Obesity has frequently been dubbed an epidemic in the United States and is credited with causing or contributing to a wide variety of other chronic ailments, including cardiovascular disease and osteoarthritis. However, it’s also a frequent comorbidity for another common set of connected conditions — psoriasis and psoriatic arthritis.
Despite its frequent occurrence, questions still exist about the role obesity plays in contributing to psoriatic disease and its severity. There’s also been growing discussion around whether weight loss and management can be an effective therapeutic avenue.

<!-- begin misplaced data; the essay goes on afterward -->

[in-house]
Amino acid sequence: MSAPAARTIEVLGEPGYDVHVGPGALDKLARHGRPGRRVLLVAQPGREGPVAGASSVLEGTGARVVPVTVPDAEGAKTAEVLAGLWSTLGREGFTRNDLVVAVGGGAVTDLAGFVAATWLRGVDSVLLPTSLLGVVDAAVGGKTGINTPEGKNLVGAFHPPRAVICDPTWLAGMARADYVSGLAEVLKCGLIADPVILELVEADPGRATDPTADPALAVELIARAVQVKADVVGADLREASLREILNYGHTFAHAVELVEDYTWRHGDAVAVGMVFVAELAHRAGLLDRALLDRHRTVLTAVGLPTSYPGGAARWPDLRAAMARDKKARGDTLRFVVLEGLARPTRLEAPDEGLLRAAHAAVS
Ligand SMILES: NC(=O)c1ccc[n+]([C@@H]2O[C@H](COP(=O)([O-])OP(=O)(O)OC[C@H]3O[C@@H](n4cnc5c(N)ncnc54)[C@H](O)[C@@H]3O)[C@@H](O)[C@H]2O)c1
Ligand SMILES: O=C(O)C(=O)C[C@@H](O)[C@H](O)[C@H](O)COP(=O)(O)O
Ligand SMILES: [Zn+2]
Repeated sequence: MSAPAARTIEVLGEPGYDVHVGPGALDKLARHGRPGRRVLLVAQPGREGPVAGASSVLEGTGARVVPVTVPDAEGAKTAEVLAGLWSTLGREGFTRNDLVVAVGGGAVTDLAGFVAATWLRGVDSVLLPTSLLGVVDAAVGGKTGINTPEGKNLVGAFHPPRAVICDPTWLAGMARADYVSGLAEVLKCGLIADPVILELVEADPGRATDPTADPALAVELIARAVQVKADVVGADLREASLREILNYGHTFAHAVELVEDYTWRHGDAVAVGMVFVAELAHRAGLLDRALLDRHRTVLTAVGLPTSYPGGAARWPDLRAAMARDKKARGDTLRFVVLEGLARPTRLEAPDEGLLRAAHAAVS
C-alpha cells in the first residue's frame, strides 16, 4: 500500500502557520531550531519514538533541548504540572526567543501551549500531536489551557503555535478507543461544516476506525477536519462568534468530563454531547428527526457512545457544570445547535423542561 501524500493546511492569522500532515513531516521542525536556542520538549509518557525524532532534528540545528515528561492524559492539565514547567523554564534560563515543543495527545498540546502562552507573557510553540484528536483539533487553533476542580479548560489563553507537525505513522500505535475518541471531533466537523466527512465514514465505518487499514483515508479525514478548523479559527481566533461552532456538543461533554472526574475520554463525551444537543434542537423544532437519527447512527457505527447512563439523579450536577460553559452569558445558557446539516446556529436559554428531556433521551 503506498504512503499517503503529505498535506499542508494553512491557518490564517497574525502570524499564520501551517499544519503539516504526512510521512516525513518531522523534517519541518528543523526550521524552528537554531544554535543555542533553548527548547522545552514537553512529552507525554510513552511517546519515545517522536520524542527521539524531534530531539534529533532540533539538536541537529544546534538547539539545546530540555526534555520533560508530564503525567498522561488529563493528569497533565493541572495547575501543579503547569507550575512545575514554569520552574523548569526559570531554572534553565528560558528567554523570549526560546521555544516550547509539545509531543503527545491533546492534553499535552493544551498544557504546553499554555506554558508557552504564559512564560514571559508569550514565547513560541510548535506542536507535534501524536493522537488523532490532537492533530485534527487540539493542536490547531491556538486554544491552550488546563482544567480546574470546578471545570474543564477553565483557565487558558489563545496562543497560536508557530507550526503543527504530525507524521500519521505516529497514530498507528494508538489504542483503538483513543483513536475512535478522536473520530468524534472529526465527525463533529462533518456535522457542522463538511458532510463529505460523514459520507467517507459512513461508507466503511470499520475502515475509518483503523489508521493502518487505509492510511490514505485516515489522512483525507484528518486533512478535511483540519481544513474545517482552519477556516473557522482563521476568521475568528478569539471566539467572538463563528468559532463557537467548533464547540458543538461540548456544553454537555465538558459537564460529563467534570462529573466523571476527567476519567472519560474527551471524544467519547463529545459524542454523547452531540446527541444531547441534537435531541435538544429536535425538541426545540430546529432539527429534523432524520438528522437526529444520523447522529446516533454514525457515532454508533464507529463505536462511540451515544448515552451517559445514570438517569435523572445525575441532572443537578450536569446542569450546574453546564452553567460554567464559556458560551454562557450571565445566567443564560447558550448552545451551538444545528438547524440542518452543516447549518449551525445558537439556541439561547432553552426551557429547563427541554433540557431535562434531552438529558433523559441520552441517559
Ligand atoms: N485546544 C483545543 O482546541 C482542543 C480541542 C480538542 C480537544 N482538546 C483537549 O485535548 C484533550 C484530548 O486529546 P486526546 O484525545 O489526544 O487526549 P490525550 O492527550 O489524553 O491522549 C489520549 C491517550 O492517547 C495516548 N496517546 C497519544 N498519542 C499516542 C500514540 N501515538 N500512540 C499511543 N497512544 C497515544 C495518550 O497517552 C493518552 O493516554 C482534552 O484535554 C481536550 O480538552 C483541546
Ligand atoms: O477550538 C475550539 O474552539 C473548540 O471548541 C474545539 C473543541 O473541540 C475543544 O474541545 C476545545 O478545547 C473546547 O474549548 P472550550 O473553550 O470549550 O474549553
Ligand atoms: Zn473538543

At a minimum, many industry experts agree addressing obesity can be a vital arrow in the quiver for treating psoriatic disease.
“Obesity is a very common comorbidity of psoriasis and psoriatic arthritis,” says Mark Lebwohl, M.D., dermatology professor at Icahn School of Medicine at Mount Sinai. “It has a negative impact on the response to therapies so that many therapies don’t work as well.”
In fact, he says, existing research and clinical care interventions have shown patients who lose weight do respond better to psoriasis treatment.